Back to Ganoksin | FAQ | Contact

Arm rests on work benches


#1

I reread the responses that came from a discussion on the best bench
and read the book. I am seeing mention of arm rests as a nice
addition to the work bench but not seeing these in any of the
photos. Can you all who have these describe them to me as to how
attached, how are they used, etc?

thx
brenda


#2

Hi Brenda, The Otto Frei bench in the attached image (a wonderful
bench by the way) shows two arm rests, one on either side, under the
bench top. They are just long (about 20") smooth, rectangular boards
that pull out as desired. There are two L-shaped wooden brackets for
each arm rest, one facing either direction, screwed to the underside
of the top to create the slot for the arm rest. It’s a pretty simple
design, which is often the best design.

I really don’t use my arm rests very often, but it is nice to be
able to rest your elbow when you are preforming a task that requires
your arm to be elevated for an extended period of time.

Another nice feature to consider is a “bread board” that pulls out
above the drawers. It’s handy to be able to pull it out to create
work space for a quick sketch or a place to put your ham and cheese
sandwich when the rest of your bench is covered with other stuff!

http://www.ganoksin.com/gnkurl/ep80db

Hope that helps,
Mark


#3

The arm rests on my bench at work are two boards, maybe 3"x8", that
are attached under the top of the bench by a single bolt. That was,
they rotate, and can be tucked all the way under the bench if I want
them out of the way.

For me, having a surface a couple of inches lower than the bench is
often handy, but their main use is to steady my wrists on when I am
doing finicky small work, since I have what is called “benign
essential tremor”, meaning sometimes my hands are pretty shaky. I am
frequently called on to do inscriptions inside rings, written very
tiny with a tiny ball bur, so I need to keep my hands steady any way
I can.

Noel


#4
Can you all who have these describe them to me as to how attached,
how are they used, etc? 

After a nice long weekend in the hills… There are various times
when you need to work with your arm raised - flex shaft, setting,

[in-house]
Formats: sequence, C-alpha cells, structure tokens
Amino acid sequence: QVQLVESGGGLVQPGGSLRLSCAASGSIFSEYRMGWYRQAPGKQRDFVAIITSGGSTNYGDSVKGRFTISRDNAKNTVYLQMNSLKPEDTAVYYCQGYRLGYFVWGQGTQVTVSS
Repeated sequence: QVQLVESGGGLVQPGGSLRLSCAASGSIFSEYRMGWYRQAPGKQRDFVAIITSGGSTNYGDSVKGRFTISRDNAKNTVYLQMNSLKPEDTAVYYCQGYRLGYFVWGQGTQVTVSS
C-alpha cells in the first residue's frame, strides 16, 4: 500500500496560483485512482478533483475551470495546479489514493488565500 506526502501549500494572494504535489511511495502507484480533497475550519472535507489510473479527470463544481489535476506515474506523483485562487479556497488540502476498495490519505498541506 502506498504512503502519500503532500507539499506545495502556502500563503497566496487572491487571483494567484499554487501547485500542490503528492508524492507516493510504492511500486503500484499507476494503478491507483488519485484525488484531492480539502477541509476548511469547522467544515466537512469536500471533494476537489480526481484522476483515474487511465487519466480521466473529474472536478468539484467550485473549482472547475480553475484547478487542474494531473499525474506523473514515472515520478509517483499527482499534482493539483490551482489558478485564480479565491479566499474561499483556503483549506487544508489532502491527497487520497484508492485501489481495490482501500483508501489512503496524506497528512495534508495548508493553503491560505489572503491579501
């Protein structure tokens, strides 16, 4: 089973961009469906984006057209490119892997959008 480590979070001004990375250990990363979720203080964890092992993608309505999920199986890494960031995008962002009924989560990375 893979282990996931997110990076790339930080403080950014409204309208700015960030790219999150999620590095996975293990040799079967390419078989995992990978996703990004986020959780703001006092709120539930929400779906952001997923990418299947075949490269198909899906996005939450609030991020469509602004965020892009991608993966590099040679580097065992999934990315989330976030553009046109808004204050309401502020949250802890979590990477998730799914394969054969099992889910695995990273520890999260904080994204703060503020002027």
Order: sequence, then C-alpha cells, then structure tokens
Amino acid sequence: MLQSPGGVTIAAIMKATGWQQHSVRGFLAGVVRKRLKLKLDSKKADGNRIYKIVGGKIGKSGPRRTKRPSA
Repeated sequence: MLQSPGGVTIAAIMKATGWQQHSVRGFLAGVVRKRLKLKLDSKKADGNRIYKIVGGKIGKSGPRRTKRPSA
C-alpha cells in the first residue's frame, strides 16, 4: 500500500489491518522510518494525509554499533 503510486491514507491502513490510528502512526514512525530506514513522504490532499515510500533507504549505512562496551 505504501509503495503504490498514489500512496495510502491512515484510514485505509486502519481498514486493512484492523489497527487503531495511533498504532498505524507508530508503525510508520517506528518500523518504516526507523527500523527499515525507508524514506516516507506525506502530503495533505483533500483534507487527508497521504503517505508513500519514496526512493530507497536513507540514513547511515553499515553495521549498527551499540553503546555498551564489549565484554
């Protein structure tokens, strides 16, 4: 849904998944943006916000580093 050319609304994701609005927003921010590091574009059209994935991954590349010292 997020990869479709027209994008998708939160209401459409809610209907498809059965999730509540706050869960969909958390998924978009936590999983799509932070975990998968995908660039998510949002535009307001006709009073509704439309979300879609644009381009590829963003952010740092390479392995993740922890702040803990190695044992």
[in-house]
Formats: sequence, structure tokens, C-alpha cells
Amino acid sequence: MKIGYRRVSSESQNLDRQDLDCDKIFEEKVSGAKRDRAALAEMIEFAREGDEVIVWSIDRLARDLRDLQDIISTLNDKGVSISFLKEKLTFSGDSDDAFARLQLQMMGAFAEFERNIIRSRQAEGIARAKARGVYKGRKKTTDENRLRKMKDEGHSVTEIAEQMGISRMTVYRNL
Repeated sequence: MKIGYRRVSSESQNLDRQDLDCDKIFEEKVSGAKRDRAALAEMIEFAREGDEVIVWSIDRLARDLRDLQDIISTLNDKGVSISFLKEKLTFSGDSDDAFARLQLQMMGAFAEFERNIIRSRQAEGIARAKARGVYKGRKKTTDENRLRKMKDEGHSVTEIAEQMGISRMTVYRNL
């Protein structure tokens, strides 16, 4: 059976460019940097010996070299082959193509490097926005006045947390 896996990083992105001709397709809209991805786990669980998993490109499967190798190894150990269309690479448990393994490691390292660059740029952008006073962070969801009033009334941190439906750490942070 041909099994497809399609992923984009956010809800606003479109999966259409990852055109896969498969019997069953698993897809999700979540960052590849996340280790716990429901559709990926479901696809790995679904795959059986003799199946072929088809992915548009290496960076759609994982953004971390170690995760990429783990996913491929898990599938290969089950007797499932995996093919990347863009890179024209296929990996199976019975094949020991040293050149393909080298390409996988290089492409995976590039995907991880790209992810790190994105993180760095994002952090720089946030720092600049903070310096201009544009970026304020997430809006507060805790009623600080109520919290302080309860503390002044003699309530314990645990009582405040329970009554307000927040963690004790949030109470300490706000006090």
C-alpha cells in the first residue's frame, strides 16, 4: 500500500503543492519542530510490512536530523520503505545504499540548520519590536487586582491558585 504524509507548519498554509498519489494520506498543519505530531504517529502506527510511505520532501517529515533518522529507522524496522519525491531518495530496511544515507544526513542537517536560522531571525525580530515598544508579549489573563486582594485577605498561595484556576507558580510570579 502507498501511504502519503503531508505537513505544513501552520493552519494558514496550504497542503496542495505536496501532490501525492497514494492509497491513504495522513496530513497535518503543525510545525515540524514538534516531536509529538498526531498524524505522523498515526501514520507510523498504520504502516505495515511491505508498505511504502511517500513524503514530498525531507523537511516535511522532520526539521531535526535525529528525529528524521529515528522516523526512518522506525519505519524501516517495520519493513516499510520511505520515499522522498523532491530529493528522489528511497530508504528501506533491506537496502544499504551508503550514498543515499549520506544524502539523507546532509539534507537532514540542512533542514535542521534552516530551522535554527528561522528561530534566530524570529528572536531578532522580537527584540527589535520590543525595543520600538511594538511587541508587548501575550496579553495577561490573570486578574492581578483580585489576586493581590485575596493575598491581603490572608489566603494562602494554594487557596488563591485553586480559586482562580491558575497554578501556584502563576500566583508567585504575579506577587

whatever. Lots of times. On your standard jeweler’s benchat the
standard height there is, of course, your bench top which most people
can lay their elbow on to work. The problem with that is that
raisingyour arm to that height for long periods pinches a nerve under
your shoulder - I don’t know the names of them and such - and makes
your arm and wristgo numb which takes weeks if not months to recover
from. Been there, done that. The armrest lets you raise your elbow
just enough, but not so much that it pinches the nerve, so you can
work for long periods. It’s not just convenience, it’s ergonomics
from before the word was invented.


#5
Can you all who have these describe them to me as to how attached,
how are they used, etc? 

After a nice long weekend in the hills… There are various times
when you need to work with your arm raised - flex shaft, setting,
whatever. Lots of times. On your standard jeweler’s benchat the
standard height there is, of course, your bench top which most
people can lay their elbow on to work. The problem with that is that
raisingyour arm to that height for long periods pinches a nerve
under your shoulder - I don’t know the names of them and such - and
makes your arm and wristgo numb which takes weeks if not months to
recover from. Been there, done that. The armrest lets you raise your
elbow just enough, but not so much that it pinches the nerve, so you
can work for long periods. It’s not just convenience, it’s
ergonomics from before the word was invented.


#6

Just for info - I have a chronic injury from an accident and was
working for hours at a computer. I purchased a set of arm rests in an
assisted living store and they were fabulous - moved with me and
comfortable. There are a lot like the one pictured here - but a
set…

Barbara with the birds singing in advance of rain